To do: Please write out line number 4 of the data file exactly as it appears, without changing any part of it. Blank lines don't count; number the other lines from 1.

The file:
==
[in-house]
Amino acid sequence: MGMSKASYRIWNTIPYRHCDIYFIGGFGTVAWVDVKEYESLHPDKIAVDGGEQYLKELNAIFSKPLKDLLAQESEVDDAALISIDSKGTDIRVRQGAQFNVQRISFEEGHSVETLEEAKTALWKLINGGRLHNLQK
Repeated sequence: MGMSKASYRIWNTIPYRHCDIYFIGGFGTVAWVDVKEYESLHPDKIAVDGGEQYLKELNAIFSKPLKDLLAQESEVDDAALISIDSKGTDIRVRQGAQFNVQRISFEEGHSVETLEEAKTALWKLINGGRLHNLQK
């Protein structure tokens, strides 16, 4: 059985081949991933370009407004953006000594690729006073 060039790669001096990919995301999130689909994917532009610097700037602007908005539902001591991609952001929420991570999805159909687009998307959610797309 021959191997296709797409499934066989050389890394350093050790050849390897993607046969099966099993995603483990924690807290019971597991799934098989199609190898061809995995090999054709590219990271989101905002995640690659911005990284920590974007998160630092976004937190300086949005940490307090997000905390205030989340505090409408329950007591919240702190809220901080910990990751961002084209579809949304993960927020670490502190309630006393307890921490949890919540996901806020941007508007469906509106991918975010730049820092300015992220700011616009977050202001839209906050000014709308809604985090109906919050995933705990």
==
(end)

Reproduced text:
């Protein structure tokens, strides 16, 4: 059985081949991933370009407004953006000594690729006073 060039790669001096990919995301999130689909994917532009610097700037602007908005539902001591991609952001929420991570999805159909687009998307959610797309 021959191997296709797409499934066989050389890394350093050790050849390897993607046969099966099993995603483990924690807290019971597991799934098989199609190898061809995995090999054709590219990271989101905002995640690659911005990284920590974007998160630092976004937190300086949005940490307090997000905390205030989340505090409408329950007591919240702190809220901080910990990751961002084209579809949304993960927020670490502190309630006393307890921490949890919540996901806020941007508007469906509106991918975010730049820092300015992220700011616009977050202001839209906050000014709308809604985090109906919050995933705990």